Ex-Pagadian City mayor Samuel Co, wife nabbed PDF Print E-mail
Monday, 16 December 2013 11:30

Former Pagadian City Mayor Samuel Co has been arrested by authorities on Saturday, eight months after his arrest order came out in April in connection with the infamous Aman Futures investments scam that victimized dozens of people in Pagadian, Lanao and other parts of Mindanao of billions of pesos.

The arrest was confirmed by Justice Secretary Leila de Lima in Manila yesterday,  saying the fugitive mayor was collared along with his wife Priscilla.

“NBI arrested the Co couple [Saturday],” De Lima told reporters.

A warrant for their arrest was issued by the Iligan Regional Trial Court Branch 1 in April.

De Lima said the couple was arrested at around 5:09 p.m. on Saturday at the Ashton 2 Serendra in Taguig City.

She said the National Bureau of Investigation learned about the Cos’ whereabouts after receiving a tip.

“Acting as buyers to gain access in the Serendra Towers, the NBI joint team closely monitored the couple... that led to their arrest,” De Lima said.

Also she said the couple was arrested while inside their vehicle. The Co couple are currently at an NBI detention facility, she added.

Co and his wife were earlier implicated in a large-scale investment scam that victimized 15,000 investors in Mindanao and Visayas last year.

At that time, the NBI tried serving the arrest warrant at the mayor’s home but Co was not found in the address indicated in the arrest warrant.

Last March, the Department of Justice recommended syndicated estafa charges against Co and 11 others for their alleged involvement in the scam traced to Aman Futures Group Philippine Inc.

Based on its preliminary investigation, the DOJ special panel junked Co’s defense that he merely helped Aman Futures in distributing checks to investors and was not a member of the doomed investment firm that duped thousands of victims.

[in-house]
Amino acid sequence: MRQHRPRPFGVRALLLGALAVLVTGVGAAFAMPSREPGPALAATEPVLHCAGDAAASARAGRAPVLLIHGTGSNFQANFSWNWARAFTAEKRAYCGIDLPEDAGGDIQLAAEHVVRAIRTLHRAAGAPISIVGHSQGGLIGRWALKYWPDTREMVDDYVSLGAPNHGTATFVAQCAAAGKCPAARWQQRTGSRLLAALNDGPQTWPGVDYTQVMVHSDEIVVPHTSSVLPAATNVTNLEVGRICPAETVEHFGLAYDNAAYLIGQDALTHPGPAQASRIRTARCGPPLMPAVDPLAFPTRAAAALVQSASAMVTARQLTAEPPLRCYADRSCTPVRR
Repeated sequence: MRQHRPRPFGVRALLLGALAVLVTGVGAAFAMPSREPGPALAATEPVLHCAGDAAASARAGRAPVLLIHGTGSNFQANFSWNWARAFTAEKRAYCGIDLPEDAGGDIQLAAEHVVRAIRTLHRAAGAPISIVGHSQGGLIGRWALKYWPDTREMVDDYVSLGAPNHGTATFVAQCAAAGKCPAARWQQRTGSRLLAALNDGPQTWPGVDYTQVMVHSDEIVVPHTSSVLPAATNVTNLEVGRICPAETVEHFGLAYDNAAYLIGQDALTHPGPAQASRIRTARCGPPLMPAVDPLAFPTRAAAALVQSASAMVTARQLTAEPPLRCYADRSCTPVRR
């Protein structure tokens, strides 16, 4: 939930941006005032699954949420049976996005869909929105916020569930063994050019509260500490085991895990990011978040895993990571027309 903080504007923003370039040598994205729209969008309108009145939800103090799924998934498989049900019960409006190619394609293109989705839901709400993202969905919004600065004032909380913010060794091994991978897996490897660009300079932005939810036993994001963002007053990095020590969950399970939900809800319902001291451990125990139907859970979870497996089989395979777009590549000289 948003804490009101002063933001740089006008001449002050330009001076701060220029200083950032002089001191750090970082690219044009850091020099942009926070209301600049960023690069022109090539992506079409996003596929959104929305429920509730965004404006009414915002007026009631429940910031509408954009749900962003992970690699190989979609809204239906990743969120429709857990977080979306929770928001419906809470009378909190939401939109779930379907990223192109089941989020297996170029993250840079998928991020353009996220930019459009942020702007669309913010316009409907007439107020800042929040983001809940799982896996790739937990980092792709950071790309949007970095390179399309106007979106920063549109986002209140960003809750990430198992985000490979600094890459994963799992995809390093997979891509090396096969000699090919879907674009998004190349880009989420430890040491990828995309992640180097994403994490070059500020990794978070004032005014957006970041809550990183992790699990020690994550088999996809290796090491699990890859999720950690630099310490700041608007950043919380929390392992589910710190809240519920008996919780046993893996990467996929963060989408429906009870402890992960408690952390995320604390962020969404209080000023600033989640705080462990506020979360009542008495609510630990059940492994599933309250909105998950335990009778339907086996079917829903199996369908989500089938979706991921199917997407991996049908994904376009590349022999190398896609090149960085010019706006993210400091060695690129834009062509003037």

Aside from Co, also charged were Aman Futures founder Manuel Amalilio, who is serving a two-year jail sentence in Malaysia for possession of fake passports and IDs, as well as other Aman Futures executives who were found liable for engaging in futures trading even without the approval of the Securities and Exchange Commission.

Syndicated estafa is a non-bailable offense.

The DOJ cited co-accused’s sworn statement in which Leila Gan claimed issuing a certification on Aug. 25, 2012 that Co was an “authorized agent” of the investment firm.

In his defense, Co earlier said he and his wife were also victims of Aman Futures as they invested P3,266,700 in the firm under the account name Bo’s Coffee with an interest of 58-percent interest after 17 days. He made another investment under the account name Max’s Chicken with an amount of P3,205,500 with a 60-percent interest after 17 days.

Co had said he tried stopping Aman Futures from operating but failed to get an authority from the Sangguniang Panglungsod of Pagadian City because its members “were themselves politicians... and no one complained against the operation of Aman.”

In June 2012, Co had ordered the cancellation of Aman Futures’ business permit after finding out that the firm was into futures trading but was registered as a general merchandise business. — GMA News